On Saturday 22 April 2023, Littlehampton’s Royal National Lifeboat Institution (RNLI) volunteer crews were called to assist with the recovery of a grounded vessel near Clymping beach. The operation was carried out in challenging conditions, including waves up to 2.5 meters high and strong southerly winds.
At 9.15pm, HM Coastguard requested help from Littlehampton’s lifeboat crews to attend to the vessel, which had run aground approximately one mile west of the harbour entrance. The station’s B-Class inshore lifeboat Renee Sherman was launched but faced difficulties reaching the casualty vessel due to low water levels. As a result, the smaller D-Class lifeboat Ray of Hope was also dispatched.
Despite darkness, rain, and hail, the crew managed to navigate the challenging conditions. The D-Class lifeboat reached the beach and sent an RNLI crew member ashore to attach a tow rope to the stranded vessel, a 6.1-meter boat with an outboard engine. After towing the vessel through the surf, another RNLI crew member boarded it to check for damage before towing it back to Littlehampton harbour.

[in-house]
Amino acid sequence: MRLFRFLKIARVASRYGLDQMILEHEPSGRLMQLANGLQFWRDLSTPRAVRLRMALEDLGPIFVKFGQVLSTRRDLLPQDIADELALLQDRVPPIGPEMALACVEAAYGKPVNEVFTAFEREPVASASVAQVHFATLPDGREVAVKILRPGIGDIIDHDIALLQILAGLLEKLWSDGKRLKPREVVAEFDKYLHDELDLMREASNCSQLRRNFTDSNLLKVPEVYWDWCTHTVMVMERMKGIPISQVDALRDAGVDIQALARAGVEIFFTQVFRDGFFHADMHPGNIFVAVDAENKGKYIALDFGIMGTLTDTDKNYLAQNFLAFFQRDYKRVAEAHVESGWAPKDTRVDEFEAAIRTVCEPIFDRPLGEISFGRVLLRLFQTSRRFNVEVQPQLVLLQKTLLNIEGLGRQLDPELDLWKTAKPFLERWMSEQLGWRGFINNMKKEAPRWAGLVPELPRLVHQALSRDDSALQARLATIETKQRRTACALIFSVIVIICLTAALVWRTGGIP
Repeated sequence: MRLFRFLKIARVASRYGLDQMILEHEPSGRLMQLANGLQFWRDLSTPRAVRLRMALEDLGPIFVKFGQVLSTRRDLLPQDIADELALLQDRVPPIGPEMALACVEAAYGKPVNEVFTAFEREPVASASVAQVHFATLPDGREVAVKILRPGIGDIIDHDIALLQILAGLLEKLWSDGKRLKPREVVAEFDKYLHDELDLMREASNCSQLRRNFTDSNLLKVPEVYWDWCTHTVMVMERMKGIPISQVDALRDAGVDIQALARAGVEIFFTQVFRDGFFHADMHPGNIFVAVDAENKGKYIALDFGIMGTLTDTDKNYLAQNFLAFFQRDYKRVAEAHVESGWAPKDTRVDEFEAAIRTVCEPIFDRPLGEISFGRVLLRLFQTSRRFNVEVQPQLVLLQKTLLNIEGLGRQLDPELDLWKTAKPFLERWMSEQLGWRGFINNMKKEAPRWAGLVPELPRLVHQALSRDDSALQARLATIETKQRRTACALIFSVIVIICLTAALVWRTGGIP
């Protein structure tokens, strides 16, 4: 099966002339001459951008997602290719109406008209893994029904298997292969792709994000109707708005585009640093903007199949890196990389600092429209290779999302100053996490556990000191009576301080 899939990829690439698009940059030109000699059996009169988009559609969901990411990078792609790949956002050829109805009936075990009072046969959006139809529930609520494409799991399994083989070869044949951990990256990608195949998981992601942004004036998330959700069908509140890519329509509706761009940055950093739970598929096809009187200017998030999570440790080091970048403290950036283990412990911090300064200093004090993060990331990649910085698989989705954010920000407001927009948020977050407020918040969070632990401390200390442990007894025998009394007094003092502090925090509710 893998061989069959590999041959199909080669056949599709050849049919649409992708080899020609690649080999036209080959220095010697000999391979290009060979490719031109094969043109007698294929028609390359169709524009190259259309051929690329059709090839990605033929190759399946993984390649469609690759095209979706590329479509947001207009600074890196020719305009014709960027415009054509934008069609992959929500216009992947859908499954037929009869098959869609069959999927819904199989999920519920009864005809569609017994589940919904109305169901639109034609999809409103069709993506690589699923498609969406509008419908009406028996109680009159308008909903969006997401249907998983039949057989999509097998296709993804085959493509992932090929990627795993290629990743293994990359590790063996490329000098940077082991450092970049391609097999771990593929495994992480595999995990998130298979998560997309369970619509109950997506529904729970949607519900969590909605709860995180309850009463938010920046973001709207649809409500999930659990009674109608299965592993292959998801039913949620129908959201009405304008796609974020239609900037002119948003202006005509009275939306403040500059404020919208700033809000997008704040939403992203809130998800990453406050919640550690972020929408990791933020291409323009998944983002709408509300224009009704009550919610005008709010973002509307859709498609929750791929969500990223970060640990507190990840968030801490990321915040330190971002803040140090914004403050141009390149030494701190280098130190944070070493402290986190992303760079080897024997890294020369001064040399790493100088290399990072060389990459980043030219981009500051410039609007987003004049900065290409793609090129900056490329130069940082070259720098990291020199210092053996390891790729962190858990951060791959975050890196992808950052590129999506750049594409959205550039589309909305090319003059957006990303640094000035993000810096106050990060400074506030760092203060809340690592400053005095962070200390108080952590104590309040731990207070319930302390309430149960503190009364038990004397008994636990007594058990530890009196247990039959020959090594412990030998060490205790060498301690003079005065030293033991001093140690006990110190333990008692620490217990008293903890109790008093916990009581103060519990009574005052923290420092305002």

Nick White, Lifeboat Operations Manager at Littlehampton lifeboat station and Deputy Launch Authority for this incident, commended the crew’s efforts. “Night time rescues are more complex due to reduced visibility, especially when the sea state has significant wave heights,” White explained. “The recovery of the vessel that had run aground was complicated by the fact that it was a lee shore wind, which creates a lot of surf and breaking waves. The RNLI crew at Littlehampton are well versed in dealing with these conditions and were able to complete the vessel recovery in a safe and efficient manner.”
Both lifeboats were later recovered from the water, cleaned, and returned to the boathouse, ready for their next mission. The incident highlights the dedication and skill of Littlehampton’s RNLI volunteers, who regularly brave challenging conditions to keep the community safe.